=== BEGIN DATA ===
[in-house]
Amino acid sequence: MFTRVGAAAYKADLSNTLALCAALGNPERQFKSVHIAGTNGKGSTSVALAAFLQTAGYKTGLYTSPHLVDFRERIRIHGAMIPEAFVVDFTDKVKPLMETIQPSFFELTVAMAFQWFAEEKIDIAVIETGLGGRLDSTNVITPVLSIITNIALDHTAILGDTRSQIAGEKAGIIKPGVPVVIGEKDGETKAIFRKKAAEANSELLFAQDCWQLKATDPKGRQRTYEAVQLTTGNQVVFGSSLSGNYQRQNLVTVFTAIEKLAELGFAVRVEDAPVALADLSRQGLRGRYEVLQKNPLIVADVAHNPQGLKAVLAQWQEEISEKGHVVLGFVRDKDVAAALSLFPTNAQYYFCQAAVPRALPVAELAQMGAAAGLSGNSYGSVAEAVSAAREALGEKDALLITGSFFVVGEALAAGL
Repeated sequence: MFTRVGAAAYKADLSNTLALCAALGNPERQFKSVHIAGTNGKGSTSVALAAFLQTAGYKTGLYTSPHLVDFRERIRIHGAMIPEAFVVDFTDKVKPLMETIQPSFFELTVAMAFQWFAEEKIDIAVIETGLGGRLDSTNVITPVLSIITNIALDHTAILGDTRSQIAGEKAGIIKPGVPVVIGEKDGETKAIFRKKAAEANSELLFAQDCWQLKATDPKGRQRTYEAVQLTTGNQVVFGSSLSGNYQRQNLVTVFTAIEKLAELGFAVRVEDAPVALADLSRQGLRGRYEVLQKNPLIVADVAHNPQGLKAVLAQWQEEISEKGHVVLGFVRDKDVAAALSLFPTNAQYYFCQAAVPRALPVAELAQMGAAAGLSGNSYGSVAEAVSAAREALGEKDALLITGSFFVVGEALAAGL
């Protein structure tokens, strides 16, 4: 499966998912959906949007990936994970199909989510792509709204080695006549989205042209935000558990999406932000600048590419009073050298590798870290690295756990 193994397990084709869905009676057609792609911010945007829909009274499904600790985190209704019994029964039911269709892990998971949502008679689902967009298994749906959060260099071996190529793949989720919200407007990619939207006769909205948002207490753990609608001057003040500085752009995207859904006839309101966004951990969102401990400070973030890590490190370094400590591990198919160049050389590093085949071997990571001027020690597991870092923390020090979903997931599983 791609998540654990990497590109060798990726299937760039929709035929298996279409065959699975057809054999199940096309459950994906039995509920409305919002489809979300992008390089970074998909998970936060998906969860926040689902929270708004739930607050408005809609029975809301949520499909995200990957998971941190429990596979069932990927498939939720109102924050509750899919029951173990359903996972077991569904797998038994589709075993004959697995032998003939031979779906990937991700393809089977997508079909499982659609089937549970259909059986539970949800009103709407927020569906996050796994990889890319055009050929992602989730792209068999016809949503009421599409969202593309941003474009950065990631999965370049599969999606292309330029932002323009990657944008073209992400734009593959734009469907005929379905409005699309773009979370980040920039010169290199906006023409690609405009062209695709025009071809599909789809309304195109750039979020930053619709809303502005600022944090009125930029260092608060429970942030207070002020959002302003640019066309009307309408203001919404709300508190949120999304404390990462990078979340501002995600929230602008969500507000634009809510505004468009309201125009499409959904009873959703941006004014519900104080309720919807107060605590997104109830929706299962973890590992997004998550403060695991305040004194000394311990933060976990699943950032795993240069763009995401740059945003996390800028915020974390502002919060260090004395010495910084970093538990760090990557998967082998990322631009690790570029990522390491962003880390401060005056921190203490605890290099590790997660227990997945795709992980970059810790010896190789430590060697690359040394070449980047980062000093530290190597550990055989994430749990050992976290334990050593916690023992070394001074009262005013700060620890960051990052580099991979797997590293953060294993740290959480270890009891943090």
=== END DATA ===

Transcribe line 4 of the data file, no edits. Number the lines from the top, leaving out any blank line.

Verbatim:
């Protein structure tokens, strides 16, 4: 499966998912959906949007990936994970199909989510792509709204080695006549989205042209935000558990999406932000600048590419009073050298590798870290690295756990 193994397990084709869905009676057609792609911010945007829909009274499904600790985190209704019994029964039911269709892990998971949502008679689902967009298994749906959060260099071996190529793949989720919200407007990619939207006769909205948002207490753990609608001057003040500085752009995207859904006839309101966004951990969102401990400070973030890590490190370094400590591990198919160049050389590093085949071997990571001027020690597991870092923390020090979903997931599983 791609998540654990990497590109060798990726299937760039929709035929298996279409065959699975057809054999199940096309459950994906039995509920409305919002489809979300992008390089970074998909998970936060998906969860926040689902929270708004739930607050408005809609029975809301949520499909995200990957998971941190429990596979069932990927498939939720109102924050509750899919029951173990359903996972077991569904797998038994589709075993004959697995032998003939031979779906990937991700393809089977997508079909499982659609089937549970259909059986539970949800009103709407927020569906996050796994990889890319055009050929992602989730792209068999016809949503009421599409969202593309941003474009950065990631999965370049599969999606292309330029932002323009990657944008073209992400734009593959734009469907005929379905409005699309773009979370980040920039010169290199906006023409690609405009062209695709025009071809599909789809309304195109750039979020930053619709809303502005600022944090009125930029260092608060429970942030207070002020959002302003640019066309009307309408203001919404709300508190949120999304404390990462990078979340501002995600929230602008969500507000634009809510505004468009309201125009499409959904009873959703941006004014519900104080309720919807107060605590997104109830929706299962973890590992997004998550403060695991305040004194000394311990933060976990699943950032795993240069763009995401740059945003996390800028915020974390502002919060260090004395010495910084970093538990760090990557998967082998990322631009690790570029990522390491962003880390401060005056921190203490605890290099590790997660227990997945795709992980970059810790010896190789430590060697690359040394070449980047980062000093530290190597550990055989994430749990050992976290334990050593916690023992070394001074009262005013700060620890960051990052580099991979797997590293953060294993740290959480270890009891943090």